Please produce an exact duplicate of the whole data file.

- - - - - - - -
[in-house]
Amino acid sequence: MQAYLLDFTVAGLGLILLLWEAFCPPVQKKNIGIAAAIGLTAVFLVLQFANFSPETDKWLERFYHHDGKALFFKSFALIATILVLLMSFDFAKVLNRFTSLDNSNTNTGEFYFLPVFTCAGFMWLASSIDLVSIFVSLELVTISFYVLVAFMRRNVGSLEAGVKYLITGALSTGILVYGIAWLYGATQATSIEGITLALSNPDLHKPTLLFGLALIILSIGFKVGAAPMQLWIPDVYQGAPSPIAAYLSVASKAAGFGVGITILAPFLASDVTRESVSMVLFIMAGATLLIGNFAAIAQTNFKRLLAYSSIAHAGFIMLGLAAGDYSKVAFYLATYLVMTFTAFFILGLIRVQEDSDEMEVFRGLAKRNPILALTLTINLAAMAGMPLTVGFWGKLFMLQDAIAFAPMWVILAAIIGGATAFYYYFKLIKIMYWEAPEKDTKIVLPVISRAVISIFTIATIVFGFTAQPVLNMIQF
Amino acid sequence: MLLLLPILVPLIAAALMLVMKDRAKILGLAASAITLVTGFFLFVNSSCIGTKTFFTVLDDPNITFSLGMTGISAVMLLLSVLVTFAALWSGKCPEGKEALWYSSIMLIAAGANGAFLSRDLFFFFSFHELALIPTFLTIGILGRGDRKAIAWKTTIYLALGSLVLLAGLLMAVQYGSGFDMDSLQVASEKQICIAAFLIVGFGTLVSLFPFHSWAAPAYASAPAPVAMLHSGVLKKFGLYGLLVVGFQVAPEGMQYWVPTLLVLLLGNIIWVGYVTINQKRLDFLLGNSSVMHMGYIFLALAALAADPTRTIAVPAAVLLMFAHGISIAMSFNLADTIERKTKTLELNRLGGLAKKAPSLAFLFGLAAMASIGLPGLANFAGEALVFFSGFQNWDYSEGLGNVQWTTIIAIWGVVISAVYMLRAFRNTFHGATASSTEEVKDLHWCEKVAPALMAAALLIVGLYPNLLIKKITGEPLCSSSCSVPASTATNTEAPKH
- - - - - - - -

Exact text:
[in-house]
Amino acid sequence: MQAYLLDFTVAGLGLILLLWEAFCPPVQKKNIGIAAAIGLTAVFLVLQFANFSPETDKWLERFYHHDGKALFFKSFALIATILVLLMSFDFAKVLNRFTSLDNSNTNTGEFYFLPVFTCAGFMWLASSIDLVSIFVSLELVTISFYVLVAFMRRNVGSLEAGVKYLITGALSTGILVYGIAWLYGATQATSIEGITLALSNPDLHKPTLLFGLALIILSIGFKVGAAPMQLWIPDVYQGAPSPIAAYLSVASKAAGFGVGITILAPFLASDVTRESVSMVLFIMAGATLLIGNFAAIAQTNFKRLLAYSSIAHAGFIMLGLAAGDYSKVAFYLATYLVMTFTAFFILGLIRVQEDSDEMEVFRGLAKRNPILALTLTINLAAMAGMPLTVGFWGKLFMLQDAIAFAPMWVILAAIIGGATAFYYYFKLIKIMYWEAPEKDTKIVLPVISRAVISIFTIATIVFGFTAQPVLNMIQF
Amino acid sequence: MLLLLPILVPLIAAALMLVMKDRAKILGLAASAITLVTGFFLFVNSSCIGTKTFFTVLDDPNITFSLGMTGISAVMLLLSVLVTFAALWSGKCPEGKEALWYSSIMLIAAGANGAFLSRDLFFFFSFHELALIPTFLTIGILGRGDRKAIAWKTTIYLALGSLVLLAGLLMAVQYGSGFDMDSLQVASEKQICIAAFLIVGFGTLVSLFPFHSWAAPAYASAPAPVAMLHSGVLKKFGLYGLLVVGFQVAPEGMQYWVPTLLVLLLGNIIWVGYVTINQKRLDFLLGNSSVMHMGYIFLALAALAADPTRTIAVPAAVLLMFAHGISIAMSFNLADTIERKTKTLELNRLGGLAKKAPSLAFLFGLAAMASIGLPGLANFAGEALVFFSGFQNWDYSEGLGNVQWTTIIAIWGVVISAVYMLRAFRNTFHGATASSTEEVKDLHWCEKVAPALMAAALLIVGLYPNLLIKKITGEPLCSSSCSVPASTATNTEAPKH